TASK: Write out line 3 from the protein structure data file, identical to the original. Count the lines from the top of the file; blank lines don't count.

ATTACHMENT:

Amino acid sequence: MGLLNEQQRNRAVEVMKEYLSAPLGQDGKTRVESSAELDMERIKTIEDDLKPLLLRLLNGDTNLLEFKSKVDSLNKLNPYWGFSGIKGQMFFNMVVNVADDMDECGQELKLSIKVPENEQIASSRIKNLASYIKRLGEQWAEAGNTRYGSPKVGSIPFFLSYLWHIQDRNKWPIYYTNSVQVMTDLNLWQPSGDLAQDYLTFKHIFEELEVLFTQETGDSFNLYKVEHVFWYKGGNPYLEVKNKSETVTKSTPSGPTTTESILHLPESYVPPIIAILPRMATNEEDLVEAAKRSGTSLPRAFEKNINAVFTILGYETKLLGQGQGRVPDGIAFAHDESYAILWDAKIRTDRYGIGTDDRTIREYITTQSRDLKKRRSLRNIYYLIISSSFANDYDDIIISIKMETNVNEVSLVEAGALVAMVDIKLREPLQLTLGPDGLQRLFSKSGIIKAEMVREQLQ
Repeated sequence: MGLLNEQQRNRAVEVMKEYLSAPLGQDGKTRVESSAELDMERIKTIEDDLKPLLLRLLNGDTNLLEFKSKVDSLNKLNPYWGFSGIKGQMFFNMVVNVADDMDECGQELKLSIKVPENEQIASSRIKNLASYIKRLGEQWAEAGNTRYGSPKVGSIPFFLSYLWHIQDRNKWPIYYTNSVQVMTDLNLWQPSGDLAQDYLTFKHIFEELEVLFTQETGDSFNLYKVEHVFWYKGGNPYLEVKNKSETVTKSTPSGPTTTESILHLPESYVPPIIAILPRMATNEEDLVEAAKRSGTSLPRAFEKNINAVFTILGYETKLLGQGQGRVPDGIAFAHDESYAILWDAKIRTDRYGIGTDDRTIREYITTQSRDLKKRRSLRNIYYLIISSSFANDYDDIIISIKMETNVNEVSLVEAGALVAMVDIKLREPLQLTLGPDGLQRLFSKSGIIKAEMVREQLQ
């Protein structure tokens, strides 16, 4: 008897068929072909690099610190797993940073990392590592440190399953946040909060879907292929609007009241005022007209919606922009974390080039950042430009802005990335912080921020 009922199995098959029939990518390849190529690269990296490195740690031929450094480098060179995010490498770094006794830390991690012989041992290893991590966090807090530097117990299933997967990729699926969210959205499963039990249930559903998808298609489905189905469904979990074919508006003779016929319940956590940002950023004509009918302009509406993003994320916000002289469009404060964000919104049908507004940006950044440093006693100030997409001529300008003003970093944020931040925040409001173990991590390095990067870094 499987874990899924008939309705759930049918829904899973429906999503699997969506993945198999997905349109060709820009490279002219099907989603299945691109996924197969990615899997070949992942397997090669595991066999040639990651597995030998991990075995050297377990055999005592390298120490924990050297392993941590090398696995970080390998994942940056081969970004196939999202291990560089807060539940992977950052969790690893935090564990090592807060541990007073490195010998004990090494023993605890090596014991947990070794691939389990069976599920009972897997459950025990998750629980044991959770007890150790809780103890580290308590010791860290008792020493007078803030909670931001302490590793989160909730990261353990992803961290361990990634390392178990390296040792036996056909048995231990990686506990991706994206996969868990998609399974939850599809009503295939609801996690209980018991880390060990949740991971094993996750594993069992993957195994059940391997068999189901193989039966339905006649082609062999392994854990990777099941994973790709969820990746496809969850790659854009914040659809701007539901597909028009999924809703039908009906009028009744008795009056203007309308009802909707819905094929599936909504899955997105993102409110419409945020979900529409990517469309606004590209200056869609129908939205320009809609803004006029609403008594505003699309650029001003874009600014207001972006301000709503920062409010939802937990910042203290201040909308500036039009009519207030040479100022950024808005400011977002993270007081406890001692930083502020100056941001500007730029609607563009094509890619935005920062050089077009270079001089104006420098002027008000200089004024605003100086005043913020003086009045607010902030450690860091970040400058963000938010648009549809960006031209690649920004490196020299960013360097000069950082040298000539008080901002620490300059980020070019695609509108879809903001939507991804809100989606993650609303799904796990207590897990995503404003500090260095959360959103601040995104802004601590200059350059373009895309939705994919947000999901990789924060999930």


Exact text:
């Protein structure tokens, strides 16, 4: 008897068929072909690099610190797993940073990392590592440190399953946040909060879907292929609007009241005022007209919606922009974390080039950042430009802005990335912080921020 009922199995098959029939990518390849190529690269990296490195740690031929450094480098060179995010490498770094006794830390991690012989041992290893991590966090807090530097117990299933997967990729699926969210959205499963039990249930559903998808298609489905189905469904979990074919508006003779016929319940956590940002950023004509009918302009509406993003994320916000002289469009404060964000919104049908507004940006950044440093006693100030997409001529300008003003970093944020931040925040409001173990991590390095990067870094 499987874990899924008939309705759930049918829904899973429906999503699997969506993945198999997905349109060709820009490279002219099907989603299945691109996924197969990615899997070949992942397997090669595991066999040639990651597995030998991990075995050297377990055999005592390298120490924990050297392993941590090398696995970080390998994942940056081969970004196939999202291990560089807060539940992977950052969790690893935090564990090592807060541990007073490195010998004990090494023993605890090596014991947990070794691939389990069976599920009972897997459950025990998750629980044991959770007890150790809780103890580290308590010791860290008792020493007078803030909670931001302490590793989160909730990261353990992803961290361990990634390392178990390296040792036996056909048995231990990686506990991706994206996969868990998609399974939850599809009503295939609801996690209980018991880390060990949740991971094993996750594993069992993957195994059940391997068999189901193989039966339905006649082609062999392994854990990777099941994973790709969820990746496809969850790659854009914040659809701007539901597909028009999924809703039908009906009028009744008795009056203007309308009802909707819905094929599936909504899955997105993102409110419409945020979900529409990517469309606004590209200056869609129908939205320009809609803004006029609403008594505003699309650029001003874009600014207001972006301000709503920062409010939802937990910042203290201040909308500036039009009519207030040479100022950024808005400011977002993270007081406890001692930083502020100056941001500007730029609607563009094509890619935005920062050089077009270079001089104006420098002027008000200089004024605003100086005043913020003086009045607010902030450690860091970040400058963000938010648009549809960006031209690649920004490196020299960013360097000069950082040298000539008080901002620490300059980020070019695609509108879809903001939507991804809100989606993650609303799904796990207590897990995503404003500090260095959360959103601040995104802004601590200059350059373009895309939705994919947000999901990789924060999930």